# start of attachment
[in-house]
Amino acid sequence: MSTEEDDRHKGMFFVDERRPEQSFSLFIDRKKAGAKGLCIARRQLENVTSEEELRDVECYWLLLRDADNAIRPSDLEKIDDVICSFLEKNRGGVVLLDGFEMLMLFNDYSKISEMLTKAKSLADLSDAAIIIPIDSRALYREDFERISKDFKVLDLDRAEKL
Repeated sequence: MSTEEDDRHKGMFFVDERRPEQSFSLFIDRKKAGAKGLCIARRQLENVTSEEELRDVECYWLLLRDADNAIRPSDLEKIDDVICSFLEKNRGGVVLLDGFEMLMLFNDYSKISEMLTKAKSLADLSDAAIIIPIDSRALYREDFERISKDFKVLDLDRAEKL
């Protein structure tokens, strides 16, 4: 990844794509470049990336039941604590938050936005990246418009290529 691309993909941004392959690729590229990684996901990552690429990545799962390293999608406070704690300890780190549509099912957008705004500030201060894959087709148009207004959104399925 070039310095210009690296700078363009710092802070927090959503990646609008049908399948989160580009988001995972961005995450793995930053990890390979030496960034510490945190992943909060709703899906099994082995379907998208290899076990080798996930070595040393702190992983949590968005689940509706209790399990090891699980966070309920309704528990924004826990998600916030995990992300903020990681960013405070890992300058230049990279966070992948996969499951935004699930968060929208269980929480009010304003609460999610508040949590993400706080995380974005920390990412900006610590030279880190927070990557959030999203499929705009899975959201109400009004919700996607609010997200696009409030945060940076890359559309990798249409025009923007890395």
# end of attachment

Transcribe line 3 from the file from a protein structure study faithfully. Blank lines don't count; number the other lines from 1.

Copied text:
Repeated sequence: MSTEEDDRHKGMFFVDERRPEQSFSLFIDRKKAGAKGLCIARRQLENVTSEEELRDVECYWLLLRDADNAIRPSDLEKIDDVICSFLEKNRGGVVLLDGFEMLMLFNDYSKISEMLTKAKSLADLSDAAIIIPIDSRALYREDFERISKDFKVLDLDRAEKL